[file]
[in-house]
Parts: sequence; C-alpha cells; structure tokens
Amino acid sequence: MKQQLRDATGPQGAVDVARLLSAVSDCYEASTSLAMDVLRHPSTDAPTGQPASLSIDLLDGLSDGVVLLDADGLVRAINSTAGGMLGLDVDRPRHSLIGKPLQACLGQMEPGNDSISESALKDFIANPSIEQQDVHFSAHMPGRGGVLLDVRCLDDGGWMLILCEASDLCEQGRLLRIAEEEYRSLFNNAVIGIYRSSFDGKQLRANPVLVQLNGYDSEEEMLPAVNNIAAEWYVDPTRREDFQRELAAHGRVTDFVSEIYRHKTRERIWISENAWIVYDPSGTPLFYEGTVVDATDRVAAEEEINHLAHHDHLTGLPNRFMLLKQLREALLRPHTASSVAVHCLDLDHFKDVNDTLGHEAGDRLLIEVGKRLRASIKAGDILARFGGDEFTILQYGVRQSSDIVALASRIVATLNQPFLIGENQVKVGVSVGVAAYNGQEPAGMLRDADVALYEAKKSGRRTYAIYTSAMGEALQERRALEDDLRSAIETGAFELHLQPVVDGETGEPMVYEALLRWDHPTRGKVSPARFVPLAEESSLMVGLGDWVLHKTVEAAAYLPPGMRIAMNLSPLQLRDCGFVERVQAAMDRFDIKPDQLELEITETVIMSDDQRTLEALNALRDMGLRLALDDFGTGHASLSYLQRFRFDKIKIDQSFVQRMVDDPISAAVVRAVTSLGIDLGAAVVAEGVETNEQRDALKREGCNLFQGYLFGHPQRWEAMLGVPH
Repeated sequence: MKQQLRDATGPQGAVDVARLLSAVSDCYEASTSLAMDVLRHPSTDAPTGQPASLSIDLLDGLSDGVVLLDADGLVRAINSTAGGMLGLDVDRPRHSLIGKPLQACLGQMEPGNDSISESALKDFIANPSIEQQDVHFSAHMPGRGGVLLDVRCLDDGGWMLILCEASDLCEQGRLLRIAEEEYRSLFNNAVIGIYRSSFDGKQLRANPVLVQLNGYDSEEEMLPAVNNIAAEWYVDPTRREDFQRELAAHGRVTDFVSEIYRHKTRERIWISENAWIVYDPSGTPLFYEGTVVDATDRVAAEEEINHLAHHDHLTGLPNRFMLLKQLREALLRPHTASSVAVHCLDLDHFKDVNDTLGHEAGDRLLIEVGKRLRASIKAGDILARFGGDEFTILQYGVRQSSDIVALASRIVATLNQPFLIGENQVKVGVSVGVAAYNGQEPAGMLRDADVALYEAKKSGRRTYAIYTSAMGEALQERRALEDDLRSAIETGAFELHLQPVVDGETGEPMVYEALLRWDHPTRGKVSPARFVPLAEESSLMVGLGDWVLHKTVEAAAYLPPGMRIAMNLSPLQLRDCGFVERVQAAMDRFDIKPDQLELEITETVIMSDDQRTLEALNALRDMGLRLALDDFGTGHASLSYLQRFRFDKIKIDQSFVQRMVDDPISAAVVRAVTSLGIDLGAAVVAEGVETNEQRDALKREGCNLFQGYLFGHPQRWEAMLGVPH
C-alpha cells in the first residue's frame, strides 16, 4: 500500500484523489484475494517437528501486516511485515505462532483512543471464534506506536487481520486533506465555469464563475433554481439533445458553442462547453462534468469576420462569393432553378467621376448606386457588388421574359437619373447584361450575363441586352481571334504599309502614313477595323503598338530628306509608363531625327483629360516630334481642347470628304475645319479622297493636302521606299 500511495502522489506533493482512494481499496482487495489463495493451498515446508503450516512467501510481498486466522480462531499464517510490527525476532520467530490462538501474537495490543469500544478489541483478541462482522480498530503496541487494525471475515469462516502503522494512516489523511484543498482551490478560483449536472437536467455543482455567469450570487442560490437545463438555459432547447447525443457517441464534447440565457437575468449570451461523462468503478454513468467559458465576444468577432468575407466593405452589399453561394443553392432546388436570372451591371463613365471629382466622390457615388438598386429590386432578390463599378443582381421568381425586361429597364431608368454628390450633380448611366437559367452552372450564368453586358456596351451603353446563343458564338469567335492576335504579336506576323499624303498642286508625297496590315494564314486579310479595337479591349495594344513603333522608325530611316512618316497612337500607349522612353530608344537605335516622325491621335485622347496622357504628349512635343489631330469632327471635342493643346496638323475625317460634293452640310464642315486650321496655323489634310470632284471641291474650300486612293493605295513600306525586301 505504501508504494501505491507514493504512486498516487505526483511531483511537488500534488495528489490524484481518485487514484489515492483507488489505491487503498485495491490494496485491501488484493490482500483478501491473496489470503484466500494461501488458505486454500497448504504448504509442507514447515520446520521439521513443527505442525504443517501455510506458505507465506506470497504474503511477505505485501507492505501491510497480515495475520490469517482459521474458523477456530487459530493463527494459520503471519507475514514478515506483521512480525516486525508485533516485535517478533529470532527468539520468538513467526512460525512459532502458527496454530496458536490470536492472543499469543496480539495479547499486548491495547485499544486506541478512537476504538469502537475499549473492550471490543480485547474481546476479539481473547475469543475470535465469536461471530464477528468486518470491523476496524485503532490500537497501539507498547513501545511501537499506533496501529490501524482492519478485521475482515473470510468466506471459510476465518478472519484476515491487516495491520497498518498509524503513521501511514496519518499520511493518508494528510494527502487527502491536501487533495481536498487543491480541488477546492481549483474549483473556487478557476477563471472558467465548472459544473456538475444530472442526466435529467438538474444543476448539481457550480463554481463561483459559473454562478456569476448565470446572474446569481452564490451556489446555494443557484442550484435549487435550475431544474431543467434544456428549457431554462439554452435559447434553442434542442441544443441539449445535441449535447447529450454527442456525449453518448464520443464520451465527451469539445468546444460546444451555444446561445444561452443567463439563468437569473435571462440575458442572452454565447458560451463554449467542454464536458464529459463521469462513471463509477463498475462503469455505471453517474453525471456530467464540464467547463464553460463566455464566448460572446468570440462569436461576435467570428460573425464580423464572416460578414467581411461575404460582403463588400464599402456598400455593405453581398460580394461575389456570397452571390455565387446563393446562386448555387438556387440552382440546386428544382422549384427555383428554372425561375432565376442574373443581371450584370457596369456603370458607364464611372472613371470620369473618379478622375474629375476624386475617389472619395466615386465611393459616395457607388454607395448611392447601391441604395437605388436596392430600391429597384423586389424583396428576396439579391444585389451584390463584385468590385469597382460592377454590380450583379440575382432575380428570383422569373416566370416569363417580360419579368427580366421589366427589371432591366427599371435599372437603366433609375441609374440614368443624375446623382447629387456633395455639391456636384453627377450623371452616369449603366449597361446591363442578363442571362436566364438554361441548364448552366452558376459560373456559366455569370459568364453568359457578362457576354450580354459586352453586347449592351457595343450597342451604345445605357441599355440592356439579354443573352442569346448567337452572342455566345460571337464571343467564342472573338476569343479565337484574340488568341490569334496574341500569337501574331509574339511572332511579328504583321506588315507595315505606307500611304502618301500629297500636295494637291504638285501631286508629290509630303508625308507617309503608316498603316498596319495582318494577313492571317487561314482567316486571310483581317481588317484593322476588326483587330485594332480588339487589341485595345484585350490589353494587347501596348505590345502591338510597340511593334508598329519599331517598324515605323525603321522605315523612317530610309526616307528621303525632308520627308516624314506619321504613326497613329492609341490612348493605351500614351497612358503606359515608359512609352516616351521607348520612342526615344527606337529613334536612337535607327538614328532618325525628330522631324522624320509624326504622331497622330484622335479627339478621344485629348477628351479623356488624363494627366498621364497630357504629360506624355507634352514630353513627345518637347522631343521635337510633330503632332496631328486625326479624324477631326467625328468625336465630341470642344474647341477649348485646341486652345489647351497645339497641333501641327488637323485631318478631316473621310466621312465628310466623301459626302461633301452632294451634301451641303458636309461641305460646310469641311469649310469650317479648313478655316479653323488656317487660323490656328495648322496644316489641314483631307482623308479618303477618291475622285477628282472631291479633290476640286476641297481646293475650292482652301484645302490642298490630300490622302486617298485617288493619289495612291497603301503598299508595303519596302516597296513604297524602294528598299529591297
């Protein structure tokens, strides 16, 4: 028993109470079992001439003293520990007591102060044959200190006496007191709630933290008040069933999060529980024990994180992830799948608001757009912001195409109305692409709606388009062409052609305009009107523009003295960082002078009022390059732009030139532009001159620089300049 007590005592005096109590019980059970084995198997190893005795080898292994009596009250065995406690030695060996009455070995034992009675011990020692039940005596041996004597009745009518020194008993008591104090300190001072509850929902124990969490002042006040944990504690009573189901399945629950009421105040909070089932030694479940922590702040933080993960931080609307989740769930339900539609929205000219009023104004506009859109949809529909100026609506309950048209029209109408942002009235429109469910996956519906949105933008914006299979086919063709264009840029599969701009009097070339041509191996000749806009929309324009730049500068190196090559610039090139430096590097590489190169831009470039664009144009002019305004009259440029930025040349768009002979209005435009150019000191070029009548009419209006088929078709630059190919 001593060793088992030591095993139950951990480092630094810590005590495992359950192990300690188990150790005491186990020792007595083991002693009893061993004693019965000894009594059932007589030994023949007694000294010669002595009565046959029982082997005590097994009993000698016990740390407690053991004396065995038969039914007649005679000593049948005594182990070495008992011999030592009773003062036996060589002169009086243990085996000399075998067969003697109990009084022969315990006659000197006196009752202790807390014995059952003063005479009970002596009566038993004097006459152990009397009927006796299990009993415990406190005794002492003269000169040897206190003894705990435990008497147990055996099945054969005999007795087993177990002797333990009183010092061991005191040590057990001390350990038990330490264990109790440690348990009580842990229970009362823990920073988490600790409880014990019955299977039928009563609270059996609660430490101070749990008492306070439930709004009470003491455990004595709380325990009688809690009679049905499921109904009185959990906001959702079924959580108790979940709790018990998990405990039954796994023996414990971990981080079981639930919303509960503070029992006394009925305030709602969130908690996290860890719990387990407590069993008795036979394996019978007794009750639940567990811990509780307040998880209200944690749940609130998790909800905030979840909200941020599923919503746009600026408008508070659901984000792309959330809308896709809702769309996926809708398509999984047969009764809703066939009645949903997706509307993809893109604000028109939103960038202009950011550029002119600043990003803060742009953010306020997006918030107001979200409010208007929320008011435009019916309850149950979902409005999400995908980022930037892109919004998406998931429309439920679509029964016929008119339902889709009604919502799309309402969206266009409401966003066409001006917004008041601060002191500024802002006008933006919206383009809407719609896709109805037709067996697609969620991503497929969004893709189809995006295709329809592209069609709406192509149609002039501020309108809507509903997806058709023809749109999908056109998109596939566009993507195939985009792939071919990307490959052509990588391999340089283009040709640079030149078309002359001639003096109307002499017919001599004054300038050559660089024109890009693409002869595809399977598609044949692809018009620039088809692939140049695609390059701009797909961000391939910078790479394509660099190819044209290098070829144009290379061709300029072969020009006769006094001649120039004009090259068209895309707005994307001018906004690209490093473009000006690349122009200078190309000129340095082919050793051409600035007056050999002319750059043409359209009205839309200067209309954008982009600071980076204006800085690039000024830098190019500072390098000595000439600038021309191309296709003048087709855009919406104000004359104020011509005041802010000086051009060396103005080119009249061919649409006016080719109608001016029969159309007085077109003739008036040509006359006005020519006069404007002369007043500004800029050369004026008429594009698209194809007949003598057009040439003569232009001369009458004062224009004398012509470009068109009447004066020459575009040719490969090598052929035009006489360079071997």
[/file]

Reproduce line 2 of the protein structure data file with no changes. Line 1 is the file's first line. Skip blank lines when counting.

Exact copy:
Parts: sequence; C-alpha cells; structure tokens